Sant’Egidio community leads fight against death penalty
To mark the 16th World Day Against the Death Penalty, which falls tomorrow, Oct. 10, visits to death row have been scheduled worldwide. It comes as no surprise that the Community of Sant’Egidio has strongly encouraged people to visit death row, in continents ranging from the USA to Africa. Over the years, they have organised a series of events and media campaigns to raise awareness of capital punishment: their Cities for Life campaign, which takes place every year on Nov. 30, highlights its unjust and inhumane nature.
A Sant’Egidio community member writes, “All individuals in society, institutions and governments must respect their civic and humane responsibilities. We must instil in people the hope that in the future capital punishment can be abolished in all national legal systems, as we have already seen in many continents, indeed in Africa, following the example set by Europe, the only continent in which all countries have outlawed the punishment. It is reassuring to learn of Burkina Faso's recent abolishment of the death penalty and Pope Francis’ decision to modify the catechism of the Catholic Church, defining it as inadmissible, since the Gospel’s teachings are ‘more in keeping with the concrete conditions of the common good and more in conformity to the dignity of the human person.’”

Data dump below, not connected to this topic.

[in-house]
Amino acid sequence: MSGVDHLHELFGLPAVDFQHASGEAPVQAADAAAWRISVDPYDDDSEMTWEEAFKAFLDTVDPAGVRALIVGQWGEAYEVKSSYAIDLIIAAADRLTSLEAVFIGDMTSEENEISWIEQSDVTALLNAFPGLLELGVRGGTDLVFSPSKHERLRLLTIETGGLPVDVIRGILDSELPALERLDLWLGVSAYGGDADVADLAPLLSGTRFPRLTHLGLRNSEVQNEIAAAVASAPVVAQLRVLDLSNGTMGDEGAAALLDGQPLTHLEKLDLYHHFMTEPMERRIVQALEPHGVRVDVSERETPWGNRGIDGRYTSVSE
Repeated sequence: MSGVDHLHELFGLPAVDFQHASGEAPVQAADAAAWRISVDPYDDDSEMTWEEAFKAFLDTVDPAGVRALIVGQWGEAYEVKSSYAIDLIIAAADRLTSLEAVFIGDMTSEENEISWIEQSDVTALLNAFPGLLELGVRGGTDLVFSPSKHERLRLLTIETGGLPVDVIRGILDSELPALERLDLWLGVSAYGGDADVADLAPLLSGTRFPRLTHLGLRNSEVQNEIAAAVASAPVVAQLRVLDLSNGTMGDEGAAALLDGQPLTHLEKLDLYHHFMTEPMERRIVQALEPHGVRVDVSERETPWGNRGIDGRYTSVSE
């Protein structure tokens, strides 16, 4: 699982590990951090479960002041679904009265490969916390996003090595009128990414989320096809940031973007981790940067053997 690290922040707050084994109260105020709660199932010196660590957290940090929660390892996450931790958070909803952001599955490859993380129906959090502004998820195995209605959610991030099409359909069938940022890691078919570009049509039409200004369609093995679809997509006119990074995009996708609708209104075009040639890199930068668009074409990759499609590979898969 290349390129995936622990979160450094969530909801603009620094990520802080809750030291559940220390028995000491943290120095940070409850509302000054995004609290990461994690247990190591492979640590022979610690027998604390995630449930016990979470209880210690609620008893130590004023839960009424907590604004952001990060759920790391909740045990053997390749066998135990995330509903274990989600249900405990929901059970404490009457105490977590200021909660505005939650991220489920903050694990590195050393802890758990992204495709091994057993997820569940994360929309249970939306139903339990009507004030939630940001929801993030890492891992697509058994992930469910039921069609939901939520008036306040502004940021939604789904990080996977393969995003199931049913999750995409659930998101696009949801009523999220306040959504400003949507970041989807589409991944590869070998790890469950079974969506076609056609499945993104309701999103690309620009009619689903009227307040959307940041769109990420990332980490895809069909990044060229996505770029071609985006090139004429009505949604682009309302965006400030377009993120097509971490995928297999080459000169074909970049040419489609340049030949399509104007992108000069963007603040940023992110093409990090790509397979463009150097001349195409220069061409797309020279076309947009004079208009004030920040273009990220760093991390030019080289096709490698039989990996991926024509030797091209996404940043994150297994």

In recent years, people have increasingly challenged capital punishment. So far this year, one thousand people have already approached Sant’Egidio requesting to communicate with a man sentenced to death. Moreover, thousands of European citizens have mobilised support to defend condemned individuals, and have sometimes succeeded in bringing the cases to appeal and stopping the executions. Their plight seem to be paying off – according to World Coalition Against the Death Penalty, 107 countries have abolished the death penalty for all crimes and 7 countries for ordinary crimes. However there is still a long way to go, since major world superpowers, including China, still carry out executions on a regular basis.